La confusión existente sobre el término redundancia ecológica (ver Walker 1992) hace necesario que el concepto sea clarificado a efecto de avanzar en la teoría actualmente en desarrollo sobre el mantenimiento de la función ecosistémica que conserva la diversidad biológica. La estrategia en términos de especie para conservar la diversidad biológica asume que la especie en problemas ya ha sido identificada. La estrategia ecosistémica intenta abordar el problema de conservar todas las especies dentro de un ecosistema, incluyendo aquellas que todavía no son conocidas. La mejor forma de alcanzar esta meta es asegurando que el ecositema continúe funcionando aproximadamente de la misma forma en que lo ha hecho y manteniendo su estructura escencial. La estabilidad ecosistémica (la probabilidad de que todas las especies persistan) es aumentada si cada grupo funcional importante de organismos (importantes para el mantenimiento de la función y estructura), comprende varias especies ecológicamente equivalentes, cada una con repuestas diferentes a los factores ambientales. En este sentido, la redundancia ecológica es buena porque aumenta la resiliencia ecositémica, pero los grupos funcionales importantes (gremios, tipos funcionales) que tienen sólo unas pocas o una sóla especie merecen atención con respecto a la conservación prioritaria, porque sus funciones podrían ser rapidamente perdidas con las extinciones de especies.

Why is biodiversity important?

When most people think of biodiversity, they think of verdant Amazonian rainforests or vibrant coral reefs in tropical seas. But even a typical house in the suburbs teems with an amazing diversity of life. Spiders, insects and other arthropods crawl in nooks and crannies. Molds, algae and fungi bloom on our foods and in our showers. Grasses and weeds grow in the front yard. And birds and mammals camp out in our attics, eaves and chimneys.

In the home, however, many of us consider that diversity a bad thing and combat it with insecticides, household cleaners, weed killers and exterminators. On a global scale, however, biological diversity -- or biodiversity -- is vitally important to the health of our planet and humanity.

To understand why biodiversity is important, we have to think like biologists. Unlike nonscientists, biologists don't think of biodiversity strictly in terms of the number of species found on Earth. In fact, the variety of living things found across the planet -- also known as species diversity or species richness -- is just one part of biodiversity. Genetic diversity, which refers to genetic variation within and between populations, has a big role, too. For example, think about bald eagles in North America. Most bald eagles live in Alaska and British Columbia. Another large population lives in the Gulf States, from Texas and Baja California across to South Carolina and Florida. The number of genes -- discrete units of hereditary information consisting of unique DNA code -- found within all North American bald eagles represents their total genetic diversity.

Our eagle example also demonstrates another aspect of diversity. The Pacific Northwest represents a unique ecosystem. The Gulf Coast of Florida is another unique ecosystem with different characteristics. Having a rich variety of ecosystems, what biologists call ecosystem diversity, constitutes another important level of biodiversity.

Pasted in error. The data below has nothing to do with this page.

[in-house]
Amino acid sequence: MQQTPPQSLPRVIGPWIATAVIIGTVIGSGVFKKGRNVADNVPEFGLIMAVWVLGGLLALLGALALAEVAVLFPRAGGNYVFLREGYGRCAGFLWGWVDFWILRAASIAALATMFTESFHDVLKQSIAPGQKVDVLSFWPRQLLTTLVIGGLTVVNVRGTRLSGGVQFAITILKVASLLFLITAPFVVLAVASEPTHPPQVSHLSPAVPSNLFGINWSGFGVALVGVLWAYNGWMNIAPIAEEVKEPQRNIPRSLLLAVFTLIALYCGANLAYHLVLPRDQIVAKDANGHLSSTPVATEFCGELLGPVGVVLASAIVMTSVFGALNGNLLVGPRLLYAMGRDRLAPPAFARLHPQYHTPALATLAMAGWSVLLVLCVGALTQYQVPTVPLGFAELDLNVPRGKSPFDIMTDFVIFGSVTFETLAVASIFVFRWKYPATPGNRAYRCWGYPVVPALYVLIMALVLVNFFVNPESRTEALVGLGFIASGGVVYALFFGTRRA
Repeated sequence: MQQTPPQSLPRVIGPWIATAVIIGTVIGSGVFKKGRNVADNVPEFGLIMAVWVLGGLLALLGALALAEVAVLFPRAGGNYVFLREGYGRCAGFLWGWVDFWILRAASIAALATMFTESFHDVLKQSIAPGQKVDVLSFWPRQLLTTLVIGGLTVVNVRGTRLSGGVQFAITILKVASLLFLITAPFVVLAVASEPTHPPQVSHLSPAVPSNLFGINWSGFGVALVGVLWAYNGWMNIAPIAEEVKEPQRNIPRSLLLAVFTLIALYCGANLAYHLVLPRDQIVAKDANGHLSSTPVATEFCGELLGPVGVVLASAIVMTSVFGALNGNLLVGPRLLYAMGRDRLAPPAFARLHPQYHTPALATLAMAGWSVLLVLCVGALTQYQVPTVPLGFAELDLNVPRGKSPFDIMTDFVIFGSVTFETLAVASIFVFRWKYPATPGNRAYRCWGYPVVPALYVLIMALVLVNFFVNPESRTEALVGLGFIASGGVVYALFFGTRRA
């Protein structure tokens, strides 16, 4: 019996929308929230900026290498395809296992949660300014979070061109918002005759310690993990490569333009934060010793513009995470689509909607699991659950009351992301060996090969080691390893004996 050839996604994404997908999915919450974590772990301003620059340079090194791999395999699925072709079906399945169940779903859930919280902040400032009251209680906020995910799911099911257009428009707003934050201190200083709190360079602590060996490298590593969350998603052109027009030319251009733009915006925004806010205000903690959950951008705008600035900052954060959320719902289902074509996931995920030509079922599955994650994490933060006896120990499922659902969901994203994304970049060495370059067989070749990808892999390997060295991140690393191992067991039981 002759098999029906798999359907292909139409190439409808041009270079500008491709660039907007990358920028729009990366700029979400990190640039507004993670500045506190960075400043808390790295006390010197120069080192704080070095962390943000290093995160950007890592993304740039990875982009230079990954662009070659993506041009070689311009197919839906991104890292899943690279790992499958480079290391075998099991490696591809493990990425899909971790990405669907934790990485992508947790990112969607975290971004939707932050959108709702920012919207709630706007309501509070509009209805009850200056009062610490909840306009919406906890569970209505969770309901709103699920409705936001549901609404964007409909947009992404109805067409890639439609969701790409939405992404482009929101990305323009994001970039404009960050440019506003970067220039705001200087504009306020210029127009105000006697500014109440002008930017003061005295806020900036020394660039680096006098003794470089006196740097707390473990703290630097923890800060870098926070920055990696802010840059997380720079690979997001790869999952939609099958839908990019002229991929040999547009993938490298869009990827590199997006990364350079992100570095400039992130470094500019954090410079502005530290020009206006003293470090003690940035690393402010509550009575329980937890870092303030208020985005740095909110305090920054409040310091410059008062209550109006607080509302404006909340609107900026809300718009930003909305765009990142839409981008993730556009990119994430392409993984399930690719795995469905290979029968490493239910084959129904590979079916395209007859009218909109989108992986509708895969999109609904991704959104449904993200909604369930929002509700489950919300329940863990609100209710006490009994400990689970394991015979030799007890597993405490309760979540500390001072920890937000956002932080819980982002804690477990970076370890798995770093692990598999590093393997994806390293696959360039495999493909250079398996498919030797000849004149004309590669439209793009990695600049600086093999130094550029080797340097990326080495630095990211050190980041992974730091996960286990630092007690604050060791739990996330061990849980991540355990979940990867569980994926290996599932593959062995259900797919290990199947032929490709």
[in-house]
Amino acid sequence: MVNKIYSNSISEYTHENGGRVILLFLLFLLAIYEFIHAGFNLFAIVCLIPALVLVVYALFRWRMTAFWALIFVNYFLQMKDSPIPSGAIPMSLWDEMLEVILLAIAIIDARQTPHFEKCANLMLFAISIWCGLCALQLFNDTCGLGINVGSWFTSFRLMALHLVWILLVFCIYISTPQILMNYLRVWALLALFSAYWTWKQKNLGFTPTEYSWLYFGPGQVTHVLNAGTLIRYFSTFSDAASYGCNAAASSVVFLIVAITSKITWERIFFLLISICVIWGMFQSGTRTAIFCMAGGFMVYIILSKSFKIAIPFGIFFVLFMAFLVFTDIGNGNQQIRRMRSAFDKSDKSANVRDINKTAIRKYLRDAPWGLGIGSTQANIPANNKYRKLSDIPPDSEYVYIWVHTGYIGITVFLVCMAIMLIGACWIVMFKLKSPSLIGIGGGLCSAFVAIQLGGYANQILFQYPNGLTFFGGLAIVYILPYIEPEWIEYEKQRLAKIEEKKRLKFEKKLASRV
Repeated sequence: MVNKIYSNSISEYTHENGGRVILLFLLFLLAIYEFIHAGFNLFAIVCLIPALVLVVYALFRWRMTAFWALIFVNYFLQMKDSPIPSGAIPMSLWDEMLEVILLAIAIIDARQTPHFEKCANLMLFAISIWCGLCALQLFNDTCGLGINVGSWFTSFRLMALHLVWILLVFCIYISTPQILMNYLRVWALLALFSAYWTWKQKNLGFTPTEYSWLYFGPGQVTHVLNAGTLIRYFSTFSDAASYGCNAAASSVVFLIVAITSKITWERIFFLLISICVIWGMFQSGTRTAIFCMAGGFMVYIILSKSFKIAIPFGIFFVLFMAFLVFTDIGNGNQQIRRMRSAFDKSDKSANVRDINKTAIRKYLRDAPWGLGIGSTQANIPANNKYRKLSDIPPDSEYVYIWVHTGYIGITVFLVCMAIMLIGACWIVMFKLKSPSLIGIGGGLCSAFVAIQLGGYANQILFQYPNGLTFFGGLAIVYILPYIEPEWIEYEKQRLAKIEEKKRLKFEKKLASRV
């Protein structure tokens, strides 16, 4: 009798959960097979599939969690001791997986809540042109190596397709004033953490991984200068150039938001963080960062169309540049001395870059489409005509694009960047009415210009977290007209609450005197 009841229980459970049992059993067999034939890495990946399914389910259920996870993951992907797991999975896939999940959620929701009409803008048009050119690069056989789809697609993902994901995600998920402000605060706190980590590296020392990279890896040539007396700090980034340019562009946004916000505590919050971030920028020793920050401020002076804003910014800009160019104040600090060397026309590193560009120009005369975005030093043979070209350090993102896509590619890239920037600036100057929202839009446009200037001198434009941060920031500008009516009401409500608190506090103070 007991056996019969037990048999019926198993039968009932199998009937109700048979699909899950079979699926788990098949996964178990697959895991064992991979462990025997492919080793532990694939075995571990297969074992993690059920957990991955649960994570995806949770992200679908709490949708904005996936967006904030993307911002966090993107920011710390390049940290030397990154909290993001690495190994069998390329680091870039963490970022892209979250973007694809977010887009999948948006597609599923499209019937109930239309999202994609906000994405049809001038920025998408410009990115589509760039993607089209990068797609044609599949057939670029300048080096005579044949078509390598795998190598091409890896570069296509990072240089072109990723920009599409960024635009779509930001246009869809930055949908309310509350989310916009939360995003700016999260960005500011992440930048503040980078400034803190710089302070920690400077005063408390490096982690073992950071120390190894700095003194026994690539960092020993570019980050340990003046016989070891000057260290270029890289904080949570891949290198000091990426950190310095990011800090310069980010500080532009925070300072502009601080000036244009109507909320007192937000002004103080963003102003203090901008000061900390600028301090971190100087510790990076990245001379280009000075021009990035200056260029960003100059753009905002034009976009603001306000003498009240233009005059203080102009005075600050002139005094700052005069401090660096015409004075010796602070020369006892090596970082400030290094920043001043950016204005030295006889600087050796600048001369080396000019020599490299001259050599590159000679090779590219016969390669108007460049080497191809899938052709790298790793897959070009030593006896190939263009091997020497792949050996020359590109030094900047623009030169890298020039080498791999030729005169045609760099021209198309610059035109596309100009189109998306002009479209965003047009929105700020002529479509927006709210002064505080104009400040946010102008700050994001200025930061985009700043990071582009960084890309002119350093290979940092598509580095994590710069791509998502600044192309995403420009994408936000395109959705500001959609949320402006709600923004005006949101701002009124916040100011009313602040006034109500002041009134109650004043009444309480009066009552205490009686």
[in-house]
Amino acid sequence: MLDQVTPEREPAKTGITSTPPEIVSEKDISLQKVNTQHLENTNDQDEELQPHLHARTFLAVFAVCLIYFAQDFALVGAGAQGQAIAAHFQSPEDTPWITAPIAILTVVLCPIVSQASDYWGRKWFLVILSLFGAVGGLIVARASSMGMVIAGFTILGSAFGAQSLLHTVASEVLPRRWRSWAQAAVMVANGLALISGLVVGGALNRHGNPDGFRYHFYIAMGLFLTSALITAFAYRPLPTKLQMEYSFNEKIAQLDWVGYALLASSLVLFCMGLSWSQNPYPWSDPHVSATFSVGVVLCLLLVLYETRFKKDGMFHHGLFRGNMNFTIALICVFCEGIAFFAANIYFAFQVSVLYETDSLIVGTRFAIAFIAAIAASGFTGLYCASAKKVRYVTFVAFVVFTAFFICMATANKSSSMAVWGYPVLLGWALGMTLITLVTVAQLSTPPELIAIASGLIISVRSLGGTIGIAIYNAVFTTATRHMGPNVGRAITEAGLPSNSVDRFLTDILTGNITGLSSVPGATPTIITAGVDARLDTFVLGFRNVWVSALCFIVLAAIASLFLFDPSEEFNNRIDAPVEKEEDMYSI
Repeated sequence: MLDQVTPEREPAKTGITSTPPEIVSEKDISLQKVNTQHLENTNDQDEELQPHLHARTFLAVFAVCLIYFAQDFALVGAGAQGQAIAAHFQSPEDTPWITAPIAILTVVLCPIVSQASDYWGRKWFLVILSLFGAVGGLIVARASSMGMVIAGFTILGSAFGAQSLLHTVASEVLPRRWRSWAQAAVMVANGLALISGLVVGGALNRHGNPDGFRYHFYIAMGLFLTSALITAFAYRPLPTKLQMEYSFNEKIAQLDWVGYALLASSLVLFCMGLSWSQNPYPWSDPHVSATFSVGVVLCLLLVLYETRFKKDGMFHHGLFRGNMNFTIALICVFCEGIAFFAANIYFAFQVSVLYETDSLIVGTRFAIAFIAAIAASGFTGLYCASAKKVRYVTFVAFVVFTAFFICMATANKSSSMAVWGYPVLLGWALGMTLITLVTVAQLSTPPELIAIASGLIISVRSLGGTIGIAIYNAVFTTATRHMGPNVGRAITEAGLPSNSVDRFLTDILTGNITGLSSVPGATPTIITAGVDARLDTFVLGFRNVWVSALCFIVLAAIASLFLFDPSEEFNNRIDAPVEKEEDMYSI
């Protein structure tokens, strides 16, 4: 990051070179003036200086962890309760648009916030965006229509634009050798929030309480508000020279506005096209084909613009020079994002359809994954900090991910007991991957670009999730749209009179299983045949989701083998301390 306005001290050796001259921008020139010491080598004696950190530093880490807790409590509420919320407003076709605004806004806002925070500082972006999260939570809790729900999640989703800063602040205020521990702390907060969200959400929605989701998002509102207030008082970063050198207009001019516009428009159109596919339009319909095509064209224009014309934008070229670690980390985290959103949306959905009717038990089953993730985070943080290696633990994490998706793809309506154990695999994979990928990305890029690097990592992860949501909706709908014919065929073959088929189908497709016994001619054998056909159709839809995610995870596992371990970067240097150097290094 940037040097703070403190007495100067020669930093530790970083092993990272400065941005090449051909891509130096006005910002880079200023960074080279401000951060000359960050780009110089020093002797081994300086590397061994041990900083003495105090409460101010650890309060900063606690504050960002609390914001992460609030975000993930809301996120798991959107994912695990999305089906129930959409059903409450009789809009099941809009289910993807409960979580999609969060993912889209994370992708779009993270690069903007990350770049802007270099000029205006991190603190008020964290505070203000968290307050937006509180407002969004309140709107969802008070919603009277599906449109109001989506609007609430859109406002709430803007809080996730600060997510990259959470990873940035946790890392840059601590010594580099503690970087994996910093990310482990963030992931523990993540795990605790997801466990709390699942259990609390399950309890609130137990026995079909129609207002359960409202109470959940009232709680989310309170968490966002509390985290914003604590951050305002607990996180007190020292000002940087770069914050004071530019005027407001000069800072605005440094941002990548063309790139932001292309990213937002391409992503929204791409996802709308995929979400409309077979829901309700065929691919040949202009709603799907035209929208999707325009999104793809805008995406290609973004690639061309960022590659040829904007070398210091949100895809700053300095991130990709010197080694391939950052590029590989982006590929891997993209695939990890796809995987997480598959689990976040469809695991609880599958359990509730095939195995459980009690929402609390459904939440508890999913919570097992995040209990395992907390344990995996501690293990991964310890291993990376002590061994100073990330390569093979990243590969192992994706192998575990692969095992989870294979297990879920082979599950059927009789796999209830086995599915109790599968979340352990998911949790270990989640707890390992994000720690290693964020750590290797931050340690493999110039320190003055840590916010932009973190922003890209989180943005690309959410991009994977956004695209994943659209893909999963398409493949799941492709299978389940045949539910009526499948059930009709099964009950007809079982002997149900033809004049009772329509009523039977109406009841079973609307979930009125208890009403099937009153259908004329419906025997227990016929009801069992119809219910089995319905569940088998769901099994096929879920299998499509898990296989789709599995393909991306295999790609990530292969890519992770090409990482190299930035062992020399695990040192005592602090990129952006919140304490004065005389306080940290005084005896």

Preserving biodiversity at any level may not seem like a big deal -- at first. After all, scientists have described and named nearly 2 million species of organisms. They think 10 million species or more exist on Earth, but haven't been discovered [source: Campbell]. What's the loss of a few species here and there? Well, according to evolutionary biologist E. O. Wilson, species loss may go against biophilia, or the tendency of humans to focus on life and lifelike processes. If this is true, then contributing to the destruction of living things goes against what it means to be human. It also reinforces the notion that we shouldn't deprive future generations of the same diversity of life we enjoy today.

That's the moral argument. We'll tackle the practical side of biodiversity next.

Biodiversity and Ecosystem Functioning

Species diversity is a major determinant of ecosystem productivity, stability, invasibility, and nutrient dynamics. Hundreds of studies spanning terrestrial, aquatic, and marine ecosystems show that high-diversity mixtures are approximately twice as productive as monocultures of the same species and that this difference increases through time. These impacts of higher diversity have multiple causes, including interspecific complementarity, greater use of limiting resources, decreased herbivory and disease, and nutrient-cycling feedbacks that increase nutrient stores and supply rates over the long term. These experimentally observed effects of diversity are consistent with predictions based on a variety of theories that share a common feature: All have trade-off-based mechanisms that allow long-term coexistence of many different competing species. Diversity loss has an effect as great as, or greater than, the effects of herbivory, fire, drought, nitrogen addition, elevated CO2, and other drivers of environmental change. The preservation, conservation, and restoration of biodiversity should be a high global priority.

Biodiversity increases and decreases ecosystem stability